- The Sand Dunes of Namib Desert, Namibia
- Life in the Namib Desert, Namibia
Namib desert is a coastal desert in southern Africa, Namibia. The name Namib is of Nama origin and means “vast place” and aslo known as the World’s Oldest Desert.
The Namib stretches for more than 2,000 kilometres (1,200 mi) along the Atlantic coasts of Angola, Namibia, and South Africa, extending southward from the Carunjamba River in Angola, through Namibia and to the Olifants River in Western Cape, South Africa.
Home to an astonishing amount of desert-adapted wildlife, this is an extraordinary place to explore from the air, on foot, and by horseback.
The Sand Dunes of Namib Desert, Namibia
The Namib Desert the World’s Oldest Desert is home to some of the biggest sand dunes on Earth. . One dune, nicknamed “Big Daddy” by hikers, is 325 metres high, and the even taller Dune 7 is 383 metres. The sand of many of the dunes has a deep reddish colour because of iron oxide particles.
The Namib Desert sand dunes, some of which are 300 metres (980 ft) high and span 32 kilometres (20 mi) long, are the second largest in the world after the Badain Jaran Desert dunes in China.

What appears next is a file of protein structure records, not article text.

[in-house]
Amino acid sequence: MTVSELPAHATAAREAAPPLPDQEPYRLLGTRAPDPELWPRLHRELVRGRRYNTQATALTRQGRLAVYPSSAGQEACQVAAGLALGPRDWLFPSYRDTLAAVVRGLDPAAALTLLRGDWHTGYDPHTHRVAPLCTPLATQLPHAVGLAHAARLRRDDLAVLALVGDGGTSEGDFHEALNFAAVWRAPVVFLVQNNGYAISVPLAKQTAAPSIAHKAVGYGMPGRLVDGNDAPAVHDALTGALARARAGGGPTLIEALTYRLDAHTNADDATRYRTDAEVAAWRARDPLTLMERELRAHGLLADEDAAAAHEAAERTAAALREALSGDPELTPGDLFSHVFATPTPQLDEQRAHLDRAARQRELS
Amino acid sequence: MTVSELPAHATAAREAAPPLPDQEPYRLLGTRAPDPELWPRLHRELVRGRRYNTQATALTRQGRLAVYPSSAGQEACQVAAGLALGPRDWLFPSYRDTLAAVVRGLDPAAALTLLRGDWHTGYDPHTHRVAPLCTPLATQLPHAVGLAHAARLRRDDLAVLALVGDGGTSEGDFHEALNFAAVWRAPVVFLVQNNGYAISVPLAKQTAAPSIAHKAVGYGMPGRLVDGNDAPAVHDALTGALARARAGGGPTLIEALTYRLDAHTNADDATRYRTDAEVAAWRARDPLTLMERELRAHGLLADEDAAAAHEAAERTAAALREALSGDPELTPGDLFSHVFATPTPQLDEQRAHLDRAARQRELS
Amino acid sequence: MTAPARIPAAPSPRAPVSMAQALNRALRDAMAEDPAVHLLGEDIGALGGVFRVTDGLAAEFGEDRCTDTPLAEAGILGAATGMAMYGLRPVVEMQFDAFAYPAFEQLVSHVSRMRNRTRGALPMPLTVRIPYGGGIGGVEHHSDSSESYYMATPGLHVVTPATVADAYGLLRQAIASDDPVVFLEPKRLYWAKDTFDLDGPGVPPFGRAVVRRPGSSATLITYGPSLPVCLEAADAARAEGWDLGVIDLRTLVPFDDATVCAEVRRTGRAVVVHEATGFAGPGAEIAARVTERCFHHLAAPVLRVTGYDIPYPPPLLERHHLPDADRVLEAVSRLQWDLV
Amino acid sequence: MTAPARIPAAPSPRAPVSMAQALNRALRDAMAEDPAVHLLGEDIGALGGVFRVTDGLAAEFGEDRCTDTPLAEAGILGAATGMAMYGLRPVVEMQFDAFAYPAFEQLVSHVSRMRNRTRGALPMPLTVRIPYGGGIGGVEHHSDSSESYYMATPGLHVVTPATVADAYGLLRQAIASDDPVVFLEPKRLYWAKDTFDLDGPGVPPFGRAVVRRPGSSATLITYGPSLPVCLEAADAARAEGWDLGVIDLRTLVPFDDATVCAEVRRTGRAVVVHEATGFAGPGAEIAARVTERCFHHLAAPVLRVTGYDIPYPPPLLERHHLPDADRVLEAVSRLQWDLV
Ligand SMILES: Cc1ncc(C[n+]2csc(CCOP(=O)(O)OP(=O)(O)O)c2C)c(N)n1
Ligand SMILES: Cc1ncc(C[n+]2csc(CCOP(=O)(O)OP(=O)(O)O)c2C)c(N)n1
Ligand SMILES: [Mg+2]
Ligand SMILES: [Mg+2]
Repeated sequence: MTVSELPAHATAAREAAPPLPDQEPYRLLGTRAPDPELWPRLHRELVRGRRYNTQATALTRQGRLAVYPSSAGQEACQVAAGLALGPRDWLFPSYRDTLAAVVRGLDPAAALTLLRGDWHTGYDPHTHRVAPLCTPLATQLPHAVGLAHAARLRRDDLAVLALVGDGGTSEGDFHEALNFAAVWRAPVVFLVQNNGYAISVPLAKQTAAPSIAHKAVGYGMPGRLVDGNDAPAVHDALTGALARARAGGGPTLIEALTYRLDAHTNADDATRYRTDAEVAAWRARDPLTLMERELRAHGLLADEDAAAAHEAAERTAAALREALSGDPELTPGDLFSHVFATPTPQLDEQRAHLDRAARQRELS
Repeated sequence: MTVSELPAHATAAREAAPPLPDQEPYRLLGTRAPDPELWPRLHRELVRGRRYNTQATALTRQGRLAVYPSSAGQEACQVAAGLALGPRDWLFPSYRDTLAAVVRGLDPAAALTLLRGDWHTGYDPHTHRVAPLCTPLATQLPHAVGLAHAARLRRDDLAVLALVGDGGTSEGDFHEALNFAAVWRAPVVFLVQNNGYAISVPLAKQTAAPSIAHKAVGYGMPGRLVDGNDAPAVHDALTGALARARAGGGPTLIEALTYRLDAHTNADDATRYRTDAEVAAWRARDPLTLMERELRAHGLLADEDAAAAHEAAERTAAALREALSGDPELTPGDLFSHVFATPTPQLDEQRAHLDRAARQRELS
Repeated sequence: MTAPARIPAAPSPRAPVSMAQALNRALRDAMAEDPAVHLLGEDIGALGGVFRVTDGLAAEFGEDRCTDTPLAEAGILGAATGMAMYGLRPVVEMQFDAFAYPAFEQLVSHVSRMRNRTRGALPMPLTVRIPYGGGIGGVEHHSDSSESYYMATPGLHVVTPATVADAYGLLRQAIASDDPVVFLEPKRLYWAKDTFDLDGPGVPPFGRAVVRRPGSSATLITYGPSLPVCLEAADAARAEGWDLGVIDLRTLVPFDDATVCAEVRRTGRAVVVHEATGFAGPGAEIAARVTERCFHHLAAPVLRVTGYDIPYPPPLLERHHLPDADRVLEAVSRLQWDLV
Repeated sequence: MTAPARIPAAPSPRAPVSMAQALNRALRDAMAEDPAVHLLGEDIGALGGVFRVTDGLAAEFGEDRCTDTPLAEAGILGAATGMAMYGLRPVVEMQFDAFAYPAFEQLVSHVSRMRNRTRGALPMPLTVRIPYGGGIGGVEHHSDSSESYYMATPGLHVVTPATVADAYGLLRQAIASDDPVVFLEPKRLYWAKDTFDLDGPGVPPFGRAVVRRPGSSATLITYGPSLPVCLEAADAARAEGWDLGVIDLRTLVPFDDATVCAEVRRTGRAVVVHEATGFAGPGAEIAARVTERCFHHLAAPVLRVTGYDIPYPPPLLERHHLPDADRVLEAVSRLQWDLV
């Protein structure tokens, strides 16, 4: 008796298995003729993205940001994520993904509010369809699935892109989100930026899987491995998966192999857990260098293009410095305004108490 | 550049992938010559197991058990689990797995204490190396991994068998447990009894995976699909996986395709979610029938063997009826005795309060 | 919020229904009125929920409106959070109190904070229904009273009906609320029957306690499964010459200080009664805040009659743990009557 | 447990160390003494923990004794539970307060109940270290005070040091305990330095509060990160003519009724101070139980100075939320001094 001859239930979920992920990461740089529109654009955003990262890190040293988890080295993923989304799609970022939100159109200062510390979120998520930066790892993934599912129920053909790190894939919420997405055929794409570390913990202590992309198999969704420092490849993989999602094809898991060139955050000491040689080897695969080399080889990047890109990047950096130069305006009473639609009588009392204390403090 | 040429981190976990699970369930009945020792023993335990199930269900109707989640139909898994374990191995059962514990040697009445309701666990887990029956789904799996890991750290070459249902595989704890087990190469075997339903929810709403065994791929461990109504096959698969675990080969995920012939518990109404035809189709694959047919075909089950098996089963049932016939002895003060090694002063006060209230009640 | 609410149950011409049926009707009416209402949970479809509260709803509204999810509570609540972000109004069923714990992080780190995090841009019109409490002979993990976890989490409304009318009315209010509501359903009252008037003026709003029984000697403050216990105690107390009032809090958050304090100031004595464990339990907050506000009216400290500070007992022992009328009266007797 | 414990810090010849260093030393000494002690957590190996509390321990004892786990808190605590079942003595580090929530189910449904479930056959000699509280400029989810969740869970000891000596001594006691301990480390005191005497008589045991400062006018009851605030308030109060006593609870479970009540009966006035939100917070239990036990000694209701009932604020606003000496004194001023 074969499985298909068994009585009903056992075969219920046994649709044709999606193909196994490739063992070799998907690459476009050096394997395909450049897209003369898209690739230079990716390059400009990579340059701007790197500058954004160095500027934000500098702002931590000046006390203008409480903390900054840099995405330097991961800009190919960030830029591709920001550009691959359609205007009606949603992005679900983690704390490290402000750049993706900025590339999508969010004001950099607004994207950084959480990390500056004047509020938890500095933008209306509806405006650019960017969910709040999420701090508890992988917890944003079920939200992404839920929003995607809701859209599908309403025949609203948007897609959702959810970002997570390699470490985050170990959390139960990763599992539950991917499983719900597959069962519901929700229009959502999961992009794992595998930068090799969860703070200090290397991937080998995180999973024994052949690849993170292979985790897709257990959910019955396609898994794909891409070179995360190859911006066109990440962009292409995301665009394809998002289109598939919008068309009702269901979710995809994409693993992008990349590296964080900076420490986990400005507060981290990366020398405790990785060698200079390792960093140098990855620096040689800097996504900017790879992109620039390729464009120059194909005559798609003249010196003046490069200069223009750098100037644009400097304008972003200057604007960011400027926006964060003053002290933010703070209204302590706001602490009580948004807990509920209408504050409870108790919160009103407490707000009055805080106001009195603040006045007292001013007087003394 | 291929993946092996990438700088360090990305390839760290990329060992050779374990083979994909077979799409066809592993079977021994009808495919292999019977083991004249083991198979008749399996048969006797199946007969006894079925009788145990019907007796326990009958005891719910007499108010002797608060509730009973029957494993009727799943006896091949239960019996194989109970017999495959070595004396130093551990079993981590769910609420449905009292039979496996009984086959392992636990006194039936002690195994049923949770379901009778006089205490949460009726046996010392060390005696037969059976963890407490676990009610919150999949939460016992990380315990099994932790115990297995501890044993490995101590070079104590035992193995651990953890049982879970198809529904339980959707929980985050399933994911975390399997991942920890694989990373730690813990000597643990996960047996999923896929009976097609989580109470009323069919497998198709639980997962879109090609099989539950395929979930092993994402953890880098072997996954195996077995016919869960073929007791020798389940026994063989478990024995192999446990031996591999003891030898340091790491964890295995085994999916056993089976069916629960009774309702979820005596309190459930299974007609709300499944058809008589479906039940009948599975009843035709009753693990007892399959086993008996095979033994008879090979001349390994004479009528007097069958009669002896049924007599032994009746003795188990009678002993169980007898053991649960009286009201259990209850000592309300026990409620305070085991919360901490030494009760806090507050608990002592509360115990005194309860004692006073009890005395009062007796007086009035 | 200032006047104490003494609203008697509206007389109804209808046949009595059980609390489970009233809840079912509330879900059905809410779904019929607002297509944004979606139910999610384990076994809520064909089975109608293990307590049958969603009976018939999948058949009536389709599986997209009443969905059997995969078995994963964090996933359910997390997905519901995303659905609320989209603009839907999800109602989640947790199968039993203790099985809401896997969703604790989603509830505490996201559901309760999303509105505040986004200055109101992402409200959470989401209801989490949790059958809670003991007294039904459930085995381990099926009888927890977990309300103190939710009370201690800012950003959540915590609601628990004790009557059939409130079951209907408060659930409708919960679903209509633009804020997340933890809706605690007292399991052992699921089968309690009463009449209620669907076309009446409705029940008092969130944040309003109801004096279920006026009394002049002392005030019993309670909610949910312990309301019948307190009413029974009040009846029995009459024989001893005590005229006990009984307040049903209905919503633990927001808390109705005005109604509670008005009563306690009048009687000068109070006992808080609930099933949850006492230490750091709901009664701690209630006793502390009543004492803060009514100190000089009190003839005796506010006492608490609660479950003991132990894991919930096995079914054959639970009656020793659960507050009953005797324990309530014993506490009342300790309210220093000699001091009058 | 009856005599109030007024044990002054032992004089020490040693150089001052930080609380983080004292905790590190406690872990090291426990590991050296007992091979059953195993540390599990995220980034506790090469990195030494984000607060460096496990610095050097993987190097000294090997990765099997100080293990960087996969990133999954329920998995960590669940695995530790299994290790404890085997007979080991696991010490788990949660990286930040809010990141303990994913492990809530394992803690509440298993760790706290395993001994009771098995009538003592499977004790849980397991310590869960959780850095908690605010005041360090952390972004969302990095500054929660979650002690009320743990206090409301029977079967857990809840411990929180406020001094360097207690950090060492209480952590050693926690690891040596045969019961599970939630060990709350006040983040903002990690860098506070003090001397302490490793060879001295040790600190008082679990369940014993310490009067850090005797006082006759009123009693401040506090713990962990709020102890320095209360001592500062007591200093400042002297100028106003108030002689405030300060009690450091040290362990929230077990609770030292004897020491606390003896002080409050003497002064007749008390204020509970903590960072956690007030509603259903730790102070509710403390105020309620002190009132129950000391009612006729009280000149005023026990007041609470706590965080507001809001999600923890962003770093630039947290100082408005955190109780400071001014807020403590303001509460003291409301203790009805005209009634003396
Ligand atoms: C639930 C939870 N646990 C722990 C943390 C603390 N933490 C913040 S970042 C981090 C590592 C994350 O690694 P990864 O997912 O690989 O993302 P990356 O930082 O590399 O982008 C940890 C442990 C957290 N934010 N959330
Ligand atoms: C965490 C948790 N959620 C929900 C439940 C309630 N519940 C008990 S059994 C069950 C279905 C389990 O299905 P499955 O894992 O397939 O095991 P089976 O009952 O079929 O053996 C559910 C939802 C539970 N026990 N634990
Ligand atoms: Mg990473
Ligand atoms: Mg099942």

Temperatures along the coast are stable and generally range between 9–20 °C (48–68 °F) annually, while temperatures further inland are variable—summer daytime temperatures can exceed 45 °C (113 °F) while nights can be freezing.
Life in the Namib Desert, Namibia
The Namib desert & World’s Oldest Desert is almost completely uninhabited by humans except for several small settlements and indigenous pastoral groups, including the Ovahimba and Obatjimba Herero in the north, and the Topnaar Nama in the central region.
The Namib-Naukluft National Park, that extends over a large part of the Namib Desert , is the largest game reserve in Africa and one of the largest of the world. While most of the park is hardly accessible, several well-known visitor attractions are found in the desert. [Source: Wikipedia]
Among other creatures that have figured out how to get a drink out of the fog in the Namib Desert is the beetle. These insects use their own bodies to collect condensation — little drops of water — and then tilt their backsides up so that the water rolls into their mouths. This is known as fog-basking.
There are bigger animals, too, like lizards, oryx (a type of antelope), meerkats and ostriches. Lions and elephants that have adapted to desert conditions can be found here, too. And the critically endangered black rhinoceros still roams in the wild in protected areas of the Namib.
The Namib Desert Sand Sea is said to be the oldest desert in the world at around 55 to 80 million years old! It’s also what’s known as a coastal desert. Like the name suggests, this kind of place is found next to a large body of water.